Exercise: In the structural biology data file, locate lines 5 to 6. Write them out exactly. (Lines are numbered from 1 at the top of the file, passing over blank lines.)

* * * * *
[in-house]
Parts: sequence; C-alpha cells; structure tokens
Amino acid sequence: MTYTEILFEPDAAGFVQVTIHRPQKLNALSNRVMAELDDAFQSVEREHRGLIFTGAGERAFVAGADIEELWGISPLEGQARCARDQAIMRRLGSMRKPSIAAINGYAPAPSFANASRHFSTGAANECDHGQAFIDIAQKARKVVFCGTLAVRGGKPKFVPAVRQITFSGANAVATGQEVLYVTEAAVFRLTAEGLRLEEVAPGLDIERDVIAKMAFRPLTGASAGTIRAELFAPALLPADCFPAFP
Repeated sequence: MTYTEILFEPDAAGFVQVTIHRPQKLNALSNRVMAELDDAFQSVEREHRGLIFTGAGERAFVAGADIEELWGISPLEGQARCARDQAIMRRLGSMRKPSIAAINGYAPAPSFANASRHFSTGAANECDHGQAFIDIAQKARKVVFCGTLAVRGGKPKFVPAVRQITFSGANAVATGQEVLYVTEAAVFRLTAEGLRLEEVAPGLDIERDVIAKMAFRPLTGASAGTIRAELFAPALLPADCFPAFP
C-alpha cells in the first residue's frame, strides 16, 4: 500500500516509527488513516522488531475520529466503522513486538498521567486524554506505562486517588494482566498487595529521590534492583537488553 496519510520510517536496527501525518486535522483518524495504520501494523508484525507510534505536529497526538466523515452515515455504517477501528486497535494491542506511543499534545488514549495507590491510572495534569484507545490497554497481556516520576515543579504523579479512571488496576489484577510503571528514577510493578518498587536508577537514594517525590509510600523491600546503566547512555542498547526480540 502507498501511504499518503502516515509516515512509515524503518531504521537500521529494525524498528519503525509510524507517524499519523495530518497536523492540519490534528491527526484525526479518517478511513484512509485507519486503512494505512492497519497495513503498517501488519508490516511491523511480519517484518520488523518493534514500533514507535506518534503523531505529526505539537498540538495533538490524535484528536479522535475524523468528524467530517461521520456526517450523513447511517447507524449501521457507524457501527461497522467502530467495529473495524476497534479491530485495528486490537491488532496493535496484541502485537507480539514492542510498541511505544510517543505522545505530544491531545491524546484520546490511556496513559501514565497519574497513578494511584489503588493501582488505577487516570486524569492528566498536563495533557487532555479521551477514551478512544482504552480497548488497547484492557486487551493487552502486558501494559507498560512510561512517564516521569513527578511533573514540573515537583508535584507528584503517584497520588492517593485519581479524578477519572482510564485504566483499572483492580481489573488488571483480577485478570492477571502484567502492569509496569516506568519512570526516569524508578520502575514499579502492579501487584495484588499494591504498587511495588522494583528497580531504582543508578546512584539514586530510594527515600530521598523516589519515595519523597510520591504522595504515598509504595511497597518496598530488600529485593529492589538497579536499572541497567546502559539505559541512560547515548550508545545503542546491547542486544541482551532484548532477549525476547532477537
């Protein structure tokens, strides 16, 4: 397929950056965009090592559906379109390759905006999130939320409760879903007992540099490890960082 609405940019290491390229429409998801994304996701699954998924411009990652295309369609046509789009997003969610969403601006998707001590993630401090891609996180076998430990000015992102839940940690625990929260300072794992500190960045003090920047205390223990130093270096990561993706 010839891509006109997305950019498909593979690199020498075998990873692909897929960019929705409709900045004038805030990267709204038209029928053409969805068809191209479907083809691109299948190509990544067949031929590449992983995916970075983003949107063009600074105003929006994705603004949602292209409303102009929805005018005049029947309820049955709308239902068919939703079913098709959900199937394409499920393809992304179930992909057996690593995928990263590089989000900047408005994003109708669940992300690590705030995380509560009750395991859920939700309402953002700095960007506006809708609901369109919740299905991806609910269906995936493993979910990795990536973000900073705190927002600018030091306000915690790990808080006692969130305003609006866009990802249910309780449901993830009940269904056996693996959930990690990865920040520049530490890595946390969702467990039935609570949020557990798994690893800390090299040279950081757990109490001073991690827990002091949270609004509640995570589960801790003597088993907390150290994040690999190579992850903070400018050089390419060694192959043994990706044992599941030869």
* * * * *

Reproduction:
C-alpha cells in the first residue's frame, strides 16, 4: 500500500516509527488513516522488531475520529466503522513486538498521567486524554506505562486517588494482566498487595529521590534492583537488553 496519510520510517536496527501525518486535522483518524495504520501494523508484525507510534505536529497526538466523515452515515455504517477501528486497535494491542506511543499534545488514549495507590491510572495534569484507545490497554497481556516520576515543579504523579479512571488496576489484577510503571528514577510493578518498587536508577537514594517525590509510600523491600546503566547512555542498547526480540 502507498501511504499518503502516515509516515512509515524503518531504521537500521529494525524498528519503525509510524507517524499519523495530518497536523492540519490534528491527526484525526479518517478511513484512509485507519486503512494505512492497519497495513503498517501488519508490516511491523511480519517484518520488523518493534514500533514507535506518534503523531505529526505539537498540538495533538490524535484528536479522535475524523468528524467530517461521520456526517450523513447511517447507524449501521457507524457501527461497522467502530467495529473495524476497534479491530485495528486490537491488532496493535496484541502485537507480539514492542510498541511505544510517543505522545505530544491531545491524546484520546490511556496513559501514565497519574497513578494511584489503588493501582488505577487516570486524569492528566498536563495533557487532555479521551477514551478512544482504552480497548488497547484492557486487551493487552502486558501494559507498560512510561512517564516521569513527578511533573514540573515537583508535584507528584503517584497520588492517593485519581479524578477519572482510564485504566483499572483492580481489573488488571483480577485478570492477571502484567502492569509496569516506568519512570526516569524508578520502575514499579502492579501487584495484588499494591504498587511495588522494583528497580531504582543508578546512584539514586530510594527515600530521598523516589519515595519523597510520591504522595504515598509504595511497597518496598530488600529485593529492589538497579536499572541497567546502559539505559541512560547515548550508545545503542546491547542486544541482551532484548532477549525476547532477537
């Protein structure tokens, strides 16, 4: 397929950056965009090592559906379109390759905006999130939320409760879903007992540099490890960082 609405940019290491390229429409998801994304996701699954998924411009990652295309369609046509789009997003969610969403601006998707001590993630401090891609996180076998430990000015992102839940940690625990929260300072794992500190960045003090920047205390223990130093270096990561993706 010839891509006109997305950019498909593979690199020498075998990873692909897929960019929705409709900045004038805030990267709204038209029928053409969805068809191209479907083809691109299948190509990544067949031929590449992983995916970075983003949107063009600074105003929006994705603004949602292209409303102009929805005018005049029947309820049955709308239902068919939703079913098709959900199937394409499920393809992304179930992909057996690593995928990263590089989000900047408005994003109708669940992300690590705030995380509560009750395991859920939700309402953002700095960007506006809708609901369109919740299905991806609910269906995936493993979910990795990536973000900073705190927002600018030091306000915690790990808080006692969130305003609006866009990802249910309780449901993830009940269904056996693996959930990690990865920040520049530490890595946390969702467990039935609570949020557990798994690893800390090299040279950081757990109490001073991690827990002091949270609004509640995570589960801790003597088993907390150290994040690999190579992850903070400018050089390419060694192959043994990706044992599941030869």